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    Nathaniel S. Butler/Getty Images

    His offensive game is more often discussed and scrutinized, but Russell Westbrook has quietly earned a reputation as a sturdy stopper as well.

    “Yes,” Blazers coach Terry Stotts said when asked if Westbrook was an elite defender, per Anthony Slater of The Oklahoman. “Because of his size, his quickness, his athleticism, his toughness. He can cause a lot of problems at that position. He can pressure the ball. He's hard to go by. He creates steals. So yeah, I would put him in that category.”

    Elite defense and scary defense are two different things, though.

    Know what's scary about being guarded by Russell Westbrook?


    He's relentlessly competitive, faster and stronger than any guard he's likely to come in contact with and, most importantly, possibly shares a gene or two with the wolverine. The raw ferocity of his game makes him a phenomenal offensive player, but that same trait serves Westbrook well on defense.

    Though prone to off-ball lapses and too eager to gamble in the passing lanes, Westbrook accepts every challenge on the ball. And he really, really wants to turn your offensive possession into a dunk on the other end.

8. Andre Iguodala, Golden State Warriors

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    Noah Graham/Getty Images

    Unlike Westbrook, Andre Iguodala's defensive fearsomeness isn't rooted in red-hot competitive spirit or quick-strike bursts of athleticism.

    The Golden State Warriors wing is cool and impassive. He moves with languid grace, his mind calm as it dispassionately cycles through all the ways in which he's about to embarrass you. He figures out how to beat you before you've even made a move.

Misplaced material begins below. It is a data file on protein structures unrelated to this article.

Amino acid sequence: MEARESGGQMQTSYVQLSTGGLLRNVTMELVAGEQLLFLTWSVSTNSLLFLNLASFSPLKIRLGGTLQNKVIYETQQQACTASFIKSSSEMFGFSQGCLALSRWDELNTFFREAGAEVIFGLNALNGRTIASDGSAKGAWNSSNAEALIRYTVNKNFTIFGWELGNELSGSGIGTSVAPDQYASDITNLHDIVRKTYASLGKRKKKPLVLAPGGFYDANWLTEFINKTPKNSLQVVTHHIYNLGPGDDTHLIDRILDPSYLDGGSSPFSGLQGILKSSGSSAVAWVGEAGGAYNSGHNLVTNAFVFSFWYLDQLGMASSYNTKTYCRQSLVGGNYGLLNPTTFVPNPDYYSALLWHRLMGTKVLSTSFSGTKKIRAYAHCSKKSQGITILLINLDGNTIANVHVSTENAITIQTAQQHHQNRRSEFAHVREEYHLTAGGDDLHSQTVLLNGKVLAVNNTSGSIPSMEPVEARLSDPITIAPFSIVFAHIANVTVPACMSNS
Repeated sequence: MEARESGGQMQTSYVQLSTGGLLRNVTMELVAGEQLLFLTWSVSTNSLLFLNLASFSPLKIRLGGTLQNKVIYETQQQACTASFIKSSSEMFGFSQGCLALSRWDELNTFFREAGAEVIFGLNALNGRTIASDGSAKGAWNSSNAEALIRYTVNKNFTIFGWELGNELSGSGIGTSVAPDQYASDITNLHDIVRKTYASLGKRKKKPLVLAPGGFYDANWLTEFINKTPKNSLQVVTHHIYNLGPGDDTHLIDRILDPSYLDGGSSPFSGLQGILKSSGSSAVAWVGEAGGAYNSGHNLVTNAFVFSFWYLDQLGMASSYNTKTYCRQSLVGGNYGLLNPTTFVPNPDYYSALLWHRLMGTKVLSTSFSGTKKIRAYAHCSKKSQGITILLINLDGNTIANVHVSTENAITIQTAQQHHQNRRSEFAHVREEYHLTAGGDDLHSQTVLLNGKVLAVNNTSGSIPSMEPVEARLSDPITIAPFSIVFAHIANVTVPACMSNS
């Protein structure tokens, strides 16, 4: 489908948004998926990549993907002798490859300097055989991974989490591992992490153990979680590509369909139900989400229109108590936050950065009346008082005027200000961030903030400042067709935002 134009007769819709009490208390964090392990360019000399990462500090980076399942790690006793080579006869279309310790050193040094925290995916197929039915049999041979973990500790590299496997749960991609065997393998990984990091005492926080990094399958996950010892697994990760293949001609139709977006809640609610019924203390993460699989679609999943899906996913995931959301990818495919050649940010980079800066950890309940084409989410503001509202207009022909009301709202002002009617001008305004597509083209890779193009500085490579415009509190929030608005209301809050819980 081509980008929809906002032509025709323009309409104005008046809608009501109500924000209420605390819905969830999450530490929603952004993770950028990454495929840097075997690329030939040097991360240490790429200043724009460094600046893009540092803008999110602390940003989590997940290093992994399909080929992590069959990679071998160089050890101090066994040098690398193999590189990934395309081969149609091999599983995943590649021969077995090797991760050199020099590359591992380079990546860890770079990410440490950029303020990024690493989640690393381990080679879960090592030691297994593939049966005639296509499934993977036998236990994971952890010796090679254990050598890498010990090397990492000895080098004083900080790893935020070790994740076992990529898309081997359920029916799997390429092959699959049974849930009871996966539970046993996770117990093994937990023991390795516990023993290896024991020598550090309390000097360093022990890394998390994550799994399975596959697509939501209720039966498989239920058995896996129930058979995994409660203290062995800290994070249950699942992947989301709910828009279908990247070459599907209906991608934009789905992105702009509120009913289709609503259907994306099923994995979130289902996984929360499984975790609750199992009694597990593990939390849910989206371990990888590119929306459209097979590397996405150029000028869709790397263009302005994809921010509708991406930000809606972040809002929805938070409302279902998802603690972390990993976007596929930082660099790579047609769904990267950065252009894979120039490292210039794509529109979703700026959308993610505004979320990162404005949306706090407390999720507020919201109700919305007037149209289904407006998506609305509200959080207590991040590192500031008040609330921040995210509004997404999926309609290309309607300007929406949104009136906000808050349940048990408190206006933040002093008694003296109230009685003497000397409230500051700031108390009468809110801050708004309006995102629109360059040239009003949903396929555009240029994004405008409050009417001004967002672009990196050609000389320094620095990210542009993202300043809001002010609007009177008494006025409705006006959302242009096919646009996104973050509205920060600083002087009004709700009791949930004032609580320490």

Per Matt Moore of CBSSports.com:

    If watching Dwight Howard play defense is like watching a killer hippo flashdance, and if watching Tony Allen defend is like watching a lion track down caribou as it tries a futile effort at escape, watching Iguodala is watching an architect build a skyscraper in minutes. The angles, the accuracy and the careful blend of creativity and required pragmatics are stunning. And so much of it springs from what goes on in his head. 

    Iguodala inspires a different kind of fear.

    He knows your tendencies better than you do.

    Your basketball preferences are familiar to him, and he will deny them to you.

    He reads your thoughts, and he laughs at them silently, shifting a foot a half-inch this way or angling his hips a quarter-turn that way, daring you to try something stupid.

    That's creepy, which, for our purposes, is close enough to the conventional definition of scary to count.

7. Anthony Davis, New Orleand Pelicans

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    Layne Murdoch/Getty Images

    If you've ever been set upon by a giant octopus in heat, you understand what it's like to be defended by Anthony Davis.

    Though it makes far more sense to use the league's brightest young star in a scheme that allows him to drop down to the foul line on pick-and-roll defense, it's a whole lot more fun to marvel wide-eyed when he switches out to ensnare guards on a hard show or switch.

    His arms are everywhere, obscuring passing lanes and making dribbling a far more dangerous act than it would be against any other 6'10" opponent. His mobility isn't spectacular, but even if you've managed to elude him momentarily, his incomprehensible length means you haven't really escaped.